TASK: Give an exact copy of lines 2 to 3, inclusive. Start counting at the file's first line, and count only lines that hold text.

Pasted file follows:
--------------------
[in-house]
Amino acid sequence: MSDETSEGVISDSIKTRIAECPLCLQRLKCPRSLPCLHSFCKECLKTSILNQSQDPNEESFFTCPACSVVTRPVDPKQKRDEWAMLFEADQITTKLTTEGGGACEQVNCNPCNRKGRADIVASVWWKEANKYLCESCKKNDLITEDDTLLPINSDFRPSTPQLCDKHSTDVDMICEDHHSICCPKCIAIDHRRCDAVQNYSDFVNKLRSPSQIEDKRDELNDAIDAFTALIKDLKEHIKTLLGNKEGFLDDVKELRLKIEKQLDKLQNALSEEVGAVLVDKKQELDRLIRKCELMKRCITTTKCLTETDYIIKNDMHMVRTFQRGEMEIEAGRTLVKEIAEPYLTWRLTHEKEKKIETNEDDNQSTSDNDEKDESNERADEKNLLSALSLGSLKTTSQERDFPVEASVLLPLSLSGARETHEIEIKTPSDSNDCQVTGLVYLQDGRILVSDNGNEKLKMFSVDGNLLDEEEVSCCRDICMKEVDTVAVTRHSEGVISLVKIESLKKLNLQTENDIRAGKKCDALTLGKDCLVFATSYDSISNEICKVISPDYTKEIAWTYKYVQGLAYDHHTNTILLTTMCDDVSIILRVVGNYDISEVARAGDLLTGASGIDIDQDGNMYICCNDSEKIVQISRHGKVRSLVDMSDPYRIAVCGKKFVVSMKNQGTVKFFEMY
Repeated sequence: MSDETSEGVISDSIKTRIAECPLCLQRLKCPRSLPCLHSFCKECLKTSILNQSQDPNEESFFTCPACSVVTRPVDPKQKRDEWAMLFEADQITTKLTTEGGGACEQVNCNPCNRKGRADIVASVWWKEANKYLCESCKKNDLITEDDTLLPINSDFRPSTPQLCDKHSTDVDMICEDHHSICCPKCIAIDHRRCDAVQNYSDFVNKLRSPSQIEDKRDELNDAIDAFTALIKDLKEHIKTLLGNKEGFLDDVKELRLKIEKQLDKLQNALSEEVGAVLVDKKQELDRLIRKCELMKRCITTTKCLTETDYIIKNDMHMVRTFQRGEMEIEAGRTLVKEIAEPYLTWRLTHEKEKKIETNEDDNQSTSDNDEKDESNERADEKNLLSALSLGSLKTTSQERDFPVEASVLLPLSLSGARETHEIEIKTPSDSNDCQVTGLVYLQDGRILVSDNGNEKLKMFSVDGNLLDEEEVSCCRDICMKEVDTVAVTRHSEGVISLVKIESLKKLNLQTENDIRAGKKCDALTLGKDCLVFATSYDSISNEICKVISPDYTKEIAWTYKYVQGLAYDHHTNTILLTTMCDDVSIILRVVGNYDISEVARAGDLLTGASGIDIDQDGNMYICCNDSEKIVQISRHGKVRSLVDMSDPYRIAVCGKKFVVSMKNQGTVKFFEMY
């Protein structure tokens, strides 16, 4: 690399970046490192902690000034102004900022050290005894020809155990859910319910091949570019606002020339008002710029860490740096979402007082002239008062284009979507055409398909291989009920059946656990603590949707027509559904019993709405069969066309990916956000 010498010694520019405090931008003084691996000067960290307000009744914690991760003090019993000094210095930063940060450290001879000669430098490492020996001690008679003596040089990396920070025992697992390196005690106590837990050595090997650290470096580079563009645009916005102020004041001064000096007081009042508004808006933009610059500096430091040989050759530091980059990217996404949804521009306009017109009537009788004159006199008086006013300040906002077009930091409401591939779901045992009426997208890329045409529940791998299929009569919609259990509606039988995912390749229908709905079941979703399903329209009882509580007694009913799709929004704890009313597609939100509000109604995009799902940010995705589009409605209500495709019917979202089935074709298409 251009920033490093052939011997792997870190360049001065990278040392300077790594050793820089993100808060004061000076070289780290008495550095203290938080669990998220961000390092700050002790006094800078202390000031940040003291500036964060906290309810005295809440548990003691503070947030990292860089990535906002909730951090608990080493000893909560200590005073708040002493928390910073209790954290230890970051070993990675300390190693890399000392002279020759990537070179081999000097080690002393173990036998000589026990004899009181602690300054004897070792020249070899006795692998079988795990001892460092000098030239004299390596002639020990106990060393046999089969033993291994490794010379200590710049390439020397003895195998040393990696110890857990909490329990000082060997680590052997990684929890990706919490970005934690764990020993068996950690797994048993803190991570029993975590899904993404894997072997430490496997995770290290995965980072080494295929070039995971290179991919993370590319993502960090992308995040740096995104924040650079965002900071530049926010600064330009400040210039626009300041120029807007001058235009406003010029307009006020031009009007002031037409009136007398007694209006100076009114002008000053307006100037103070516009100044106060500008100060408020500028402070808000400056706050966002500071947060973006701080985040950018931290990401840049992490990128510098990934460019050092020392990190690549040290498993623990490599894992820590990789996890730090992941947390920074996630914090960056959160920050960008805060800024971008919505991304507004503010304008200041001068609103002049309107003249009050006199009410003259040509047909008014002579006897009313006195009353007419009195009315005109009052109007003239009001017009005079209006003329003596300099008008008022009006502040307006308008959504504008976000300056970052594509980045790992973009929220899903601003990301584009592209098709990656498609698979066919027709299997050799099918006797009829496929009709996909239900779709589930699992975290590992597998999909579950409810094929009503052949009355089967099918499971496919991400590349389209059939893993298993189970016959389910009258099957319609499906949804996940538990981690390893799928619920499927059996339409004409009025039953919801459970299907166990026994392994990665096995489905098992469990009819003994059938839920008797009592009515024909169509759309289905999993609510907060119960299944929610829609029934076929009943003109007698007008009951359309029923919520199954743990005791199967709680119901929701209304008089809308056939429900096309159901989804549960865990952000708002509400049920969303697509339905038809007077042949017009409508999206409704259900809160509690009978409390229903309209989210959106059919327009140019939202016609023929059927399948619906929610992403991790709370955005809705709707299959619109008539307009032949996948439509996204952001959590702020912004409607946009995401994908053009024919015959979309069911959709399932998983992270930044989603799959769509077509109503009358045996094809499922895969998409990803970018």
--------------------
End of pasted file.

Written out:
Amino acid sequence: MSDETSEGVISDSIKTRIAECPLCLQRLKCPRSLPCLHSFCKECLKTSILNQSQDPNEESFFTCPACSVVTRPVDPKQKRDEWAMLFEADQITTKLTTEGGGACEQVNCNPCNRKGRADIVASVWWKEANKYLCESCKKNDLITEDDTLLPINSDFRPSTPQLCDKHSTDVDMICEDHHSICCPKCIAIDHRRCDAVQNYSDFVNKLRSPSQIEDKRDELNDAIDAFTALIKDLKEHIKTLLGNKEGFLDDVKELRLKIEKQLDKLQNALSEEVGAVLVDKKQELDRLIRKCELMKRCITTTKCLTETDYIIKNDMHMVRTFQRGEMEIEAGRTLVKEIAEPYLTWRLTHEKEKKIETNEDDNQSTSDNDEKDESNERADEKNLLSALSLGSLKTTSQERDFPVEASVLLPLSLSGARETHEIEIKTPSDSNDCQVTGLVYLQDGRILVSDNGNEKLKMFSVDGNLLDEEEVSCCRDICMKEVDTVAVTRHSEGVISLVKIESLKKLNLQTENDIRAGKKCDALTLGKDCLVFATSYDSISNEICKVISPDYTKEIAWTYKYVQGLAYDHHTNTILLTTMCDDVSIILRVVGNYDISEVARAGDLLTGASGIDIDQDGNMYICCNDSEKIVQISRHGKVRSLVDMSDPYRIAVCGKKFVVSMKNQGTVKFFEMY
Repeated sequence: MSDETSEGVISDSIKTRIAECPLCLQRLKCPRSLPCLHSFCKECLKTSILNQSQDPNEESFFTCPACSVVTRPVDPKQKRDEWAMLFEADQITTKLTTEGGGACEQVNCNPCNRKGRADIVASVWWKEANKYLCESCKKNDLITEDDTLLPINSDFRPSTPQLCDKHSTDVDMICEDHHSICCPKCIAIDHRRCDAVQNYSDFVNKLRSPSQIEDKRDELNDAIDAFTALIKDLKEHIKTLLGNKEGFLDDVKELRLKIEKQLDKLQNALSEEVGAVLVDKKQELDRLIRKCELMKRCITTTKCLTETDYIIKNDMHMVRTFQRGEMEIEAGRTLVKEIAEPYLTWRLTHEKEKKIETNEDDNQSTSDNDEKDESNERADEKNLLSALSLGSLKTTSQERDFPVEASVLLPLSLSGARETHEIEIKTPSDSNDCQVTGLVYLQDGRILVSDNGNEKLKMFSVDGNLLDEEEVSCCRDICMKEVDTVAVTRHSEGVISLVKIESLKKLNLQTENDIRAGKKCDALTLGKDCLVFATSYDSISNEICKVISPDYTKEIAWTYKYVQGLAYDHHTNTILLTTMCDDVSIILRVVGNYDISEVARAGDLLTGASGIDIDQDGNMYICCNDSEKIVQISRHGKVRSLVDMSDPYRIAVCGKKFVVSMKNQGTVKFFEMY